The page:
Preventative Comics: Will Eisner’s ‘PS – Preventative Maintenance Monthly’

PS 1

Almost since I first heard of Will Eisner, I’ve been aware that he spent most of the period between the end of The Spirit and his Section and the first appearance of the legendary A Contract with God using his cartooning skills in service to the US Army in its technical magazine, PS – The Preventative Maintenance Monthly.
Aside from occasional features on the series, and the illustrations reprinted to accompany these, I’ve remained ignorant of this part of Eisner’s career. Not any more though: the by now thousands of comics I have on DVD-Rom, in a pile still less than three inches high, now includes 103 copies of that magazine, including a run of the first 100, from 1951 to 1961. And it’s that unusual magazine’s turn to fall under my inquisitive eye.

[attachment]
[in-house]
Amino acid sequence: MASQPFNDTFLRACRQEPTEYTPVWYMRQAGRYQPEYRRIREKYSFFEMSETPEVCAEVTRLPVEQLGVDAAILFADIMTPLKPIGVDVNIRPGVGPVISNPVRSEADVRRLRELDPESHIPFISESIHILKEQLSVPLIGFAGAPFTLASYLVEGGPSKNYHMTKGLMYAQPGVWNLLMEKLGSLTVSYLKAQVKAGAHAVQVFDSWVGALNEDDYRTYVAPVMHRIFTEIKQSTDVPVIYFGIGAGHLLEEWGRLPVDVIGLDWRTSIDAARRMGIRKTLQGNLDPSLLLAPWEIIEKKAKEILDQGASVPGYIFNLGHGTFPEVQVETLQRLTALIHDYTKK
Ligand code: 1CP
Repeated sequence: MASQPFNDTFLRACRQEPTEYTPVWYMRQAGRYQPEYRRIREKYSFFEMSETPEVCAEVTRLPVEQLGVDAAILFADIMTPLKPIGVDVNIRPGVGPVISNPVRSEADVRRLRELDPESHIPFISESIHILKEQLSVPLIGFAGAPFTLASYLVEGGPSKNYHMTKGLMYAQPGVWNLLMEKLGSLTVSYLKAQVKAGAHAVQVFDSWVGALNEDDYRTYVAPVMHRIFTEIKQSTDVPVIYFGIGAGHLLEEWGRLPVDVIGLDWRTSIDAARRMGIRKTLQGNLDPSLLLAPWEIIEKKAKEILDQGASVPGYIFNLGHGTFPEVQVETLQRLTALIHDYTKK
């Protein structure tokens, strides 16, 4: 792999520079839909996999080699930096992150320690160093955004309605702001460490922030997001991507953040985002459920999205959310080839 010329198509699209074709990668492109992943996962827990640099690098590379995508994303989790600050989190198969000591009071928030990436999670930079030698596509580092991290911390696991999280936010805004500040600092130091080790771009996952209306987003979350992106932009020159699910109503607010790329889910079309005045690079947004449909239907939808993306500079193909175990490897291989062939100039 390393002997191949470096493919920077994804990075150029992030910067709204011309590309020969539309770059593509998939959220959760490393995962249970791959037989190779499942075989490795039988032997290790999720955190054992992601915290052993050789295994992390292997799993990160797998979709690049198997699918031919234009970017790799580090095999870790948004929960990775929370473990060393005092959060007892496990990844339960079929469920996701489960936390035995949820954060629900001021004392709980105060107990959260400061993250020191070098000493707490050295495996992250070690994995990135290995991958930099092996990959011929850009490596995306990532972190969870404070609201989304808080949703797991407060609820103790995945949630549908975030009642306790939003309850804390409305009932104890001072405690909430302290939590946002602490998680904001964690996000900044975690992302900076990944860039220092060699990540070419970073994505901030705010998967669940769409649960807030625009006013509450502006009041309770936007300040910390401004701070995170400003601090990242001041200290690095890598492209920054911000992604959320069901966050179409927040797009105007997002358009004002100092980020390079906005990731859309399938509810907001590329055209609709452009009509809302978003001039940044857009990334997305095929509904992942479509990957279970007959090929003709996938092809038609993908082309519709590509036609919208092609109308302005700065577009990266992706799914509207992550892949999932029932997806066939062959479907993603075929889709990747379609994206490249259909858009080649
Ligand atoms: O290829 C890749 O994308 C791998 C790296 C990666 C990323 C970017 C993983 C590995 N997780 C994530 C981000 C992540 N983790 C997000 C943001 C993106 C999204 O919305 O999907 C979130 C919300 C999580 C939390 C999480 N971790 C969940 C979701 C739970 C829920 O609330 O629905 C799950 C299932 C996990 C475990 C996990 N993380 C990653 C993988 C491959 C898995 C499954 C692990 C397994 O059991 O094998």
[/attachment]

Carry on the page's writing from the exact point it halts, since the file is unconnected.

This is not going to be anything like the kind of review I’ve been writing for those other comics. PS is simply not that kind of magazine. It is what its sub-title says, a technical magazine devoted to a very practical subject, namely the correct and best ways to maintain Army equipment of all kind in a state of readiness for instant use, in the kind of condition best suited to preserve the life and limb of those who work the trucks, bulldozers, vehicles, vessels, bull-dozers and armaments, waiting to be used.